Book a new spin on propaganda
If you have ever pondered how propaganda can permeate your thoughts, feelings and behaviour then Nick McFarlane may just hold the answers.
The Pt Chevalier graphic designer has created a beginners' guide to propaganda told in 10 simple steps. His book, Spinfluence: The Hardcore Propaganda Manual for Controlling the Masses, contains everything you will ever need to know about spinning the truth and manipulation.
The story is told from the point of view of a propaganda agent intent on passing on his wisdom about the art of emotional hijacking.
Written and illustrated over the course of eight years, starting out in London against a backdrop of war and protests and ending in Auckland, Mr McFarlane says the book's satirical tone should leave readers wondering who to believe.
Mr McFarlane is a senior designer at an Auckland advertising agency where he has worked on many award-winning campaigns.
Advertising and propaganda are like ying and yang, he says.
"They're the same but different - you do learn a lot about propaganda techniques through advertising so I was able to apply some of those learnings to the book."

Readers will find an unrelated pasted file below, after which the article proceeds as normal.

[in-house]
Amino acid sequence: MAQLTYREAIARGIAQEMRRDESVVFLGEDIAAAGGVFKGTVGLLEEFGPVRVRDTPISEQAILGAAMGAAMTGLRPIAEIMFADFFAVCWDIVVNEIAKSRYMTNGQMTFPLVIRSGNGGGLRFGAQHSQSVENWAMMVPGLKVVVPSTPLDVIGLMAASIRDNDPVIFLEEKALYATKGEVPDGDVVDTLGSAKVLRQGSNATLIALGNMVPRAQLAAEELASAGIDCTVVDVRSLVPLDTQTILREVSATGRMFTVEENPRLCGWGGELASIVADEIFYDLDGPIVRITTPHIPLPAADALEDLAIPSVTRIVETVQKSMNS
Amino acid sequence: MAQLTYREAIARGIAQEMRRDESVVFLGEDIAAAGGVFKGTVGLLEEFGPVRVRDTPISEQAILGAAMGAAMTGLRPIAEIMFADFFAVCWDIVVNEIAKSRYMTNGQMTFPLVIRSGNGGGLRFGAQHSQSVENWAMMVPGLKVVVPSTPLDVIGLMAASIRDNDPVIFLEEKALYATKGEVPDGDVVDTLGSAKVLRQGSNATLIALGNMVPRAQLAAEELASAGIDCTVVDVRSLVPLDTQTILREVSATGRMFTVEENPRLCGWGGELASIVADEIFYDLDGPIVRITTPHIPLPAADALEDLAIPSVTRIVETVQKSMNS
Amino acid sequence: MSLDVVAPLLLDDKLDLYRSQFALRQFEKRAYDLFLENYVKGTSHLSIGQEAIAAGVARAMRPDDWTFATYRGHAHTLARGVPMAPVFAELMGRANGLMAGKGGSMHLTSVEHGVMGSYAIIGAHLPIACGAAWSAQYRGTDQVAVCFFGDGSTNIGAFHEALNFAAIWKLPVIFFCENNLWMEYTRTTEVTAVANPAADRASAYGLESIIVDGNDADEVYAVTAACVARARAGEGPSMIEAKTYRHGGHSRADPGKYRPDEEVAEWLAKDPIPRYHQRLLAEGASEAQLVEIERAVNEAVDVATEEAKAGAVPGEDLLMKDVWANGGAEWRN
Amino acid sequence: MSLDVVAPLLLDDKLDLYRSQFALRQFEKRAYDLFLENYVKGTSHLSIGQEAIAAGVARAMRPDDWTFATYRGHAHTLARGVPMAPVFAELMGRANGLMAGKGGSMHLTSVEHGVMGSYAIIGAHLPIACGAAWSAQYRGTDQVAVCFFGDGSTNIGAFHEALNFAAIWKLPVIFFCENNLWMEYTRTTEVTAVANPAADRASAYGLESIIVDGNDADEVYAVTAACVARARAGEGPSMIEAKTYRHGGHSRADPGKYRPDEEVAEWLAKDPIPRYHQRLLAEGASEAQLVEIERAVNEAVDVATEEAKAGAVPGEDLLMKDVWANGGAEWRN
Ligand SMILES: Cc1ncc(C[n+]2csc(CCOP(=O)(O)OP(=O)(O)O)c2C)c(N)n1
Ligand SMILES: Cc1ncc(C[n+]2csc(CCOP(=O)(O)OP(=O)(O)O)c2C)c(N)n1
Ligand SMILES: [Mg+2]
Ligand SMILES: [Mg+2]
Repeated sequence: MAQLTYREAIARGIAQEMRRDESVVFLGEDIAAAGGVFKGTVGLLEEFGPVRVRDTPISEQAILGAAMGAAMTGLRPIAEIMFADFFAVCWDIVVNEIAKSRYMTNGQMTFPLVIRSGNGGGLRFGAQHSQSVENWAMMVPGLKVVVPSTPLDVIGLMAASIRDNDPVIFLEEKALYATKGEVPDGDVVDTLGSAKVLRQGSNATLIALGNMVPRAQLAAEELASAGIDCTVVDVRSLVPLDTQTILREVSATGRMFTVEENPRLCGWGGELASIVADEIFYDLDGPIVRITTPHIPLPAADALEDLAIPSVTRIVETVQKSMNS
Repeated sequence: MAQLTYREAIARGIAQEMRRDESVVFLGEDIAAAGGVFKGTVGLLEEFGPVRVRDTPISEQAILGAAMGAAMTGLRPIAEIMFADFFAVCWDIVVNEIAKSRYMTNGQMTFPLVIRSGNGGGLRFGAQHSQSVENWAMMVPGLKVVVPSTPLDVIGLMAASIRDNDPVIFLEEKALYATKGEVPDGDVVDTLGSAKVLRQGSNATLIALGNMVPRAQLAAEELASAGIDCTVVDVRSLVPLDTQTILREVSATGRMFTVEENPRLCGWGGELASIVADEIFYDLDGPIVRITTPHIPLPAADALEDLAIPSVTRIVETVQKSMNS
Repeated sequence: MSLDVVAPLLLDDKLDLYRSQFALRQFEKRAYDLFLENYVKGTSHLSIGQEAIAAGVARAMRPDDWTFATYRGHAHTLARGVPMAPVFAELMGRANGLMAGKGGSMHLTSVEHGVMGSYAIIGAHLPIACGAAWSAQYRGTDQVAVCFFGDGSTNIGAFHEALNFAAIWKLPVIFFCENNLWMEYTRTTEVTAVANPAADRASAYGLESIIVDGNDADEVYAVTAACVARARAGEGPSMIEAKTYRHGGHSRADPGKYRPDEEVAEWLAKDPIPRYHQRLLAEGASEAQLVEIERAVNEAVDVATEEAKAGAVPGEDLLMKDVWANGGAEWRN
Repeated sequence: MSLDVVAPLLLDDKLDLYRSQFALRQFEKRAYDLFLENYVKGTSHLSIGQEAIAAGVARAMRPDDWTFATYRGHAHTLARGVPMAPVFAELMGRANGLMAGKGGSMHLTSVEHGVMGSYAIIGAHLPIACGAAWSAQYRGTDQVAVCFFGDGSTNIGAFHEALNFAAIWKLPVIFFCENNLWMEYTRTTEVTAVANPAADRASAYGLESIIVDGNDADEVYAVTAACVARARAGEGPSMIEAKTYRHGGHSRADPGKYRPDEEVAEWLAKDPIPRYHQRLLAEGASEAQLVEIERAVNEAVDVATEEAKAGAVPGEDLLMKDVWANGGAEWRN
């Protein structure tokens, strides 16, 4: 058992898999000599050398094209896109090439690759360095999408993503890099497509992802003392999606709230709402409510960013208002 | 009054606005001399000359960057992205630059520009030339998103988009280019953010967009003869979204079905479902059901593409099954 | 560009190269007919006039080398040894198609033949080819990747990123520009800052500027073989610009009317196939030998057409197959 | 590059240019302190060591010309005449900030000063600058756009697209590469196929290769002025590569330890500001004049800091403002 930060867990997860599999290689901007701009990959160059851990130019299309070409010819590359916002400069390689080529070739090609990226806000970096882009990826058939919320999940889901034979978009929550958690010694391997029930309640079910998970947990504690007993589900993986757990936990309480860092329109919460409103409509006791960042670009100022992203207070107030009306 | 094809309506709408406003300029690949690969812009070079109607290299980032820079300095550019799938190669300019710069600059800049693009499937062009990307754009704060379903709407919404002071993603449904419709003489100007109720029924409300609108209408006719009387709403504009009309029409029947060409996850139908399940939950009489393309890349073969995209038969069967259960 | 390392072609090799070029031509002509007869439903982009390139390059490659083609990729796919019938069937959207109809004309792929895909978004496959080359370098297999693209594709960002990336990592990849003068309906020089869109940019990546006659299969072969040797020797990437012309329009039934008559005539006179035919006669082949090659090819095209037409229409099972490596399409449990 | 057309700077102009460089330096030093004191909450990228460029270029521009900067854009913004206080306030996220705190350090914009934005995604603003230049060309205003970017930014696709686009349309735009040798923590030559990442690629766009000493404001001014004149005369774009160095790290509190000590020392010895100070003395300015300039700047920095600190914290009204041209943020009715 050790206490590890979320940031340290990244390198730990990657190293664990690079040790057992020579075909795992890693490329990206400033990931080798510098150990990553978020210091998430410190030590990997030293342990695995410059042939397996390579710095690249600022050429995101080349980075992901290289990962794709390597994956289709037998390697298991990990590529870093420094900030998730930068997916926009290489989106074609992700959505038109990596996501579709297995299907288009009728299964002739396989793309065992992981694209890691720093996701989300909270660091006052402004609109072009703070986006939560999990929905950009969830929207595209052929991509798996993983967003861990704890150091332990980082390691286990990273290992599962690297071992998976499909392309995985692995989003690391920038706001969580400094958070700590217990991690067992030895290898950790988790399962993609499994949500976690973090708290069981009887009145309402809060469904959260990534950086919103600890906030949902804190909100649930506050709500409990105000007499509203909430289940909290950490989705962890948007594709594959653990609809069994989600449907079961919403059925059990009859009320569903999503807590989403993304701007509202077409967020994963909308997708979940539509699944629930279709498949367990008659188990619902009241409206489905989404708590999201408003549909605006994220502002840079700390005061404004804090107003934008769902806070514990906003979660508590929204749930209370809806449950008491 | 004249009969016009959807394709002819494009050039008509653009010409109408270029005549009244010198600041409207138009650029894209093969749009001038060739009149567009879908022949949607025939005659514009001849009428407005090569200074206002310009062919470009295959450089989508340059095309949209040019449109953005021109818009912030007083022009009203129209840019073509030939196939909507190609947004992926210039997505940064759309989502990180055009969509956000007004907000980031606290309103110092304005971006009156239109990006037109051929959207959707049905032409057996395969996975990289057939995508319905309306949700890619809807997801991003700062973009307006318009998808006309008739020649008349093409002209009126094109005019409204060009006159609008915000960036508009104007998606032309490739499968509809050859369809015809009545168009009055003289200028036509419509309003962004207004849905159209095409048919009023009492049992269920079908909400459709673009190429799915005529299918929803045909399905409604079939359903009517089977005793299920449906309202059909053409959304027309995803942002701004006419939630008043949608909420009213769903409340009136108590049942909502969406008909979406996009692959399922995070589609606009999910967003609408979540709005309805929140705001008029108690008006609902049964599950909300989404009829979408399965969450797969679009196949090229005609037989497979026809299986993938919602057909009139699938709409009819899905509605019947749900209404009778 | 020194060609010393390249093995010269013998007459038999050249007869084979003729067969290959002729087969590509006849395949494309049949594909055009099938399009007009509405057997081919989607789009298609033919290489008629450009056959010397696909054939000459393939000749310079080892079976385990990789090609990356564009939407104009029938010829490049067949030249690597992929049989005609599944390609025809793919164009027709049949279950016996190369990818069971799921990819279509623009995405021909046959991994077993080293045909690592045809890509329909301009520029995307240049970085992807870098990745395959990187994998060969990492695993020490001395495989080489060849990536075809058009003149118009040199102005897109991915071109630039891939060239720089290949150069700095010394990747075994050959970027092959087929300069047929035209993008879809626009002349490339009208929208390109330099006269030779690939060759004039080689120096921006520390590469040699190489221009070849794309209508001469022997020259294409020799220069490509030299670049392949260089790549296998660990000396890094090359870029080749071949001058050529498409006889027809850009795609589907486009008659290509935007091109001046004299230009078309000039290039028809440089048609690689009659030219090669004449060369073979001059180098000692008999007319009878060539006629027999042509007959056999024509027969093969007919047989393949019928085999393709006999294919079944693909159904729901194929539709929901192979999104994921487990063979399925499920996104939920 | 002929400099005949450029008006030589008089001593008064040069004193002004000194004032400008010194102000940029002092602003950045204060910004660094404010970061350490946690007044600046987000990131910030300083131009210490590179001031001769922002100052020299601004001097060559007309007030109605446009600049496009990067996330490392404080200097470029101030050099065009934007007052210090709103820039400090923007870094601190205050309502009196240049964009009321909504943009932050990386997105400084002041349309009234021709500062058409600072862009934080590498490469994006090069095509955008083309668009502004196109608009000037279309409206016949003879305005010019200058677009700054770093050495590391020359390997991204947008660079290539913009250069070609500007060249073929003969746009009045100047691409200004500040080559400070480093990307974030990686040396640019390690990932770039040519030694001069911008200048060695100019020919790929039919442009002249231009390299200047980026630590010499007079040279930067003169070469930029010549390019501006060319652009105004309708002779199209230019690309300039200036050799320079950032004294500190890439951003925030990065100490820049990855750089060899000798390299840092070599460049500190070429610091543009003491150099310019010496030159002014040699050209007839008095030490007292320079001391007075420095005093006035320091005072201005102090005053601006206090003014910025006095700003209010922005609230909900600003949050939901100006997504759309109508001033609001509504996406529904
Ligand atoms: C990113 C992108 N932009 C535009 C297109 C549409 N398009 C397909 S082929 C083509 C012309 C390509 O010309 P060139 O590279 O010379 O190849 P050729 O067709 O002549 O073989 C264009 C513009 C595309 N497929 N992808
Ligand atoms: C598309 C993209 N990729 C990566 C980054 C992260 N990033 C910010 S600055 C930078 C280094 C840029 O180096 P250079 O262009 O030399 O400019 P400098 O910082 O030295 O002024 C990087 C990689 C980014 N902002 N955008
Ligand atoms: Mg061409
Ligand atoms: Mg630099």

Mr McFarlane says he has always held an interest in the visual side of propaganda, within graffiti and posters, but it wasn't until moving to London that he started to delve into the theory behind it.
"I was suspicious that these things were going on but you need research and facts to back up what you're thinking.
"It feels kind of heavy saying propaganda but it's a fact of life - it's used by politicians, governments and corporations everywhere."
Emotive headlines along with corporate and government spin doctors all work to influence our thoughts, feelings and behaviour, he says.
And the most surprising thing is we don't even notice it.
"It is actually everywhere. We get a constant stream of propaganda messages to us, therefore it's just kind of accepted."
The book has been included in the Propaganda: Power and Persuasion exhibition showing at the British Library in London. Mr McFarlane hopes the book will create awareness about propaganda.
Auckland City Harbour News